• December 24, 2014

Agency launches campaign aiming to end child abuse

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Posted: Friday, May 26, 2006 12:00 pm | Updated: 3:16 pm, Wed Aug 15, 2012.

By Michelle Guffey

Killeen Daily Herald

BELTON – Cruising down U.S. Highway 190, drivers might have seen the billboards – bright purple and yellow creations illustrating a father holding a child, then the words, "I spilled my milk."

Sneaking another look at the picture, it becomes clear – the artwork portrays an angry father gripping and yelling at his child.

It's a scene that is repeated in households across the state – one that the Central Texas Council of Child Welfare Boards is hoping to eradicate.

The state agency Thursday announced a new campaign to promote public awareness for the prevention of abuse and neglect at a news conference held at the Expo Center.

The billboards are part of that campaign and are showcased in Bell, Williamson and Travis counties, as well as on television and radio spots.

The council played one of the radio spots for the attendees – silence at first and then the group jumped as they heard an enraged mother screaming at her child, glass shattering in the background; then, a father yelling, "Your bicycle was lying in the drive behind my car. I backed my car over it!" It then fades out to an announcement about reporting possible child abuse and neglect.

"There is no way as a state agency that we can do this by ourselves," said Lori Connerly, regional liaison with the council. "We depend on organizations and the community."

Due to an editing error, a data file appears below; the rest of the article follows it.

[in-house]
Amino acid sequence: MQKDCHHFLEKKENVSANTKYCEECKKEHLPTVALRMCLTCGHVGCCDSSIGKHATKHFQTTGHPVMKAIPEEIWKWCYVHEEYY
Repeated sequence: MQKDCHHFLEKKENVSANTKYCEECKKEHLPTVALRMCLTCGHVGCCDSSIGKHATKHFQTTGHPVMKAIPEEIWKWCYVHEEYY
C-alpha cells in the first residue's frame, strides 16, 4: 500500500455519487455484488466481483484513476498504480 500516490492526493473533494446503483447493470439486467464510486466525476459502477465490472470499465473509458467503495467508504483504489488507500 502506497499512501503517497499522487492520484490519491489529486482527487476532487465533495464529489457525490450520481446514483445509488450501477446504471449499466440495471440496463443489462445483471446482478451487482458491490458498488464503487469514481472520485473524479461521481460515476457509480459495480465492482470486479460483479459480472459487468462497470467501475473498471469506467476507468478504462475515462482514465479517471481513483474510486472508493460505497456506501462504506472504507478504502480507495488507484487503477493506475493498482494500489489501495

As part of its campaign, the council is enlisting the continued support of businesses, community organizations, worship centers and individuals to educate the public.

"Even one case of unreported child abuse is too many," said David Woodberry, president of the council. "The system cannot work unless Texans report suspected abuse and neglect to authorities."

In 2005, Child Protective Services investigated almost 19,000 reports of abuse in the 30-county Central Texas region. Of that number, CPS found 7,271 abused victims – a 36 percent increase since 2002.

Last year in Bell County, 3,800 abuse cases were reported. In 900 of those cases, children required treatment in hospital intensive care units.

Among 254 Texas counties, Bell County ranks sixth in the number of child abuse cases.

"Those statistics tell you there is more work to be done educating people on how to prevent abuse and neglect," Connerly said. "We want it to stay on top of people's minds."

The welfare board also is charged with taking care of children who are abruptly removed from their homes, usually with just the clothes on their backs, before seeing that the children are placed in foster care.

"Imagine if you went away for the weekend without a change of clothes or even a toothbrush," Connerly said to the crowd of media and child abuse advocates.

The number of reported abuses last year shows that communities are becoming more vigilant on how to recognize abuse.

"Help us protect the unprotected, vulnerable children of Texas," Connerly said.

Contact Michelle Guffey at mguffey@kdhnews.com

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